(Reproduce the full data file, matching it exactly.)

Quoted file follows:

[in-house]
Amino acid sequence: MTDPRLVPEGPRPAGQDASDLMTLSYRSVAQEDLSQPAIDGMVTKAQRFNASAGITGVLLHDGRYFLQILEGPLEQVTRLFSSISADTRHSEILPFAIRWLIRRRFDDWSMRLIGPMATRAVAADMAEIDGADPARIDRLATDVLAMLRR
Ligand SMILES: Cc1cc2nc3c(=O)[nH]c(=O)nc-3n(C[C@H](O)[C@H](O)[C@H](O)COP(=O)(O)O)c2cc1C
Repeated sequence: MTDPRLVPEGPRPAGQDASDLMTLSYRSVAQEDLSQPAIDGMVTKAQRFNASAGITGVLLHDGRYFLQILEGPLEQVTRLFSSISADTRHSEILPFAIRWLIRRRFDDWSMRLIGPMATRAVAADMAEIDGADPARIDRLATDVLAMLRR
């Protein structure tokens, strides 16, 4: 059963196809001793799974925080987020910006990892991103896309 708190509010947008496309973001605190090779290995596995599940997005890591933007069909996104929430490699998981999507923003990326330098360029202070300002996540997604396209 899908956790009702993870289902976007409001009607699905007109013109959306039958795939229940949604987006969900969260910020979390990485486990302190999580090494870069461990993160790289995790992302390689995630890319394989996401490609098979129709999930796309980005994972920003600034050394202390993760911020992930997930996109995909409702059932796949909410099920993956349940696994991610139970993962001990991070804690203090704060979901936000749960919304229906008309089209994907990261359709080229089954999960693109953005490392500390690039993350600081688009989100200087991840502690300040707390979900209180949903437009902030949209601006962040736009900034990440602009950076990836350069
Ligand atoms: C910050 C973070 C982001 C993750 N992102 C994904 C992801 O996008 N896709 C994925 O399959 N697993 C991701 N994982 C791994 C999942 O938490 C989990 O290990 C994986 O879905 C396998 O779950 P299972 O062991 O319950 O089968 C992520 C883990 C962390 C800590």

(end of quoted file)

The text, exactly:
[in-house]
Amino acid sequence: MTDPRLVPEGPRPAGQDASDLMTLSYRSVAQEDLSQPAIDGMVTKAQRFNASAGITGVLLHDGRYFLQILEGPLEQVTRLFSSISADTRHSEILPFAIRWLIRRRFDDWSMRLIGPMATRAVAADMAEIDGADPARIDRLATDVLAMLRR
Ligand SMILES: Cc1cc2nc3c(=O)[nH]c(=O)nc-3n(C[C@H](O)[C@H](O)[C@H](O)COP(=O)(O)O)c2cc1C
Repeated sequence: MTDPRLVPEGPRPAGQDASDLMTLSYRSVAQEDLSQPAIDGMVTKAQRFNASAGITGVLLHDGRYFLQILEGPLEQVTRLFSSISADTRHSEILPFAIRWLIRRRFDDWSMRLIGPMATRAVAADMAEIDGADPARIDRLATDVLAMLRR
């Protein structure tokens, strides 16, 4: 059963196809001793799974925080987020910006990892991103896309 708190509010947008496309973001605190090779290995596995599940997005890591933007069909996104929430490699998981999507923003990326330098360029202070300002996540997604396209 899908956790009702993870289902976007409001009607699905007109013109959306039958795939229940949604987006969900969260910020979390990485486990302190999580090494870069461990993160790289995790992302390689995630890319394989996401490609098979129709999930796309980005994972920003600034050394202390993760911020992930997930996109995909409702059932796949909410099920993956349940696994991610139970993962001990991070804690203090704060979901936000749960919304229906008309089209994907990261359709080229089954999960693109953005490392500390690039993350600081688009989100200087991840502690300040707390979900209180949903437009902030949209601006962040736009900034990440602009950076990836350069
Ligand atoms: C910050 C973070 C982001 C993750 N992102 C994904 C992801 O996008 N896709 C994925 O399959 N697993 C991701 N994982 C791994 C999942 O938490 C989990 O290990 C994986 O879905 C396998 O779950 P299972 O062991 O319950 O089968 C992520 C883990 C962390 C800590």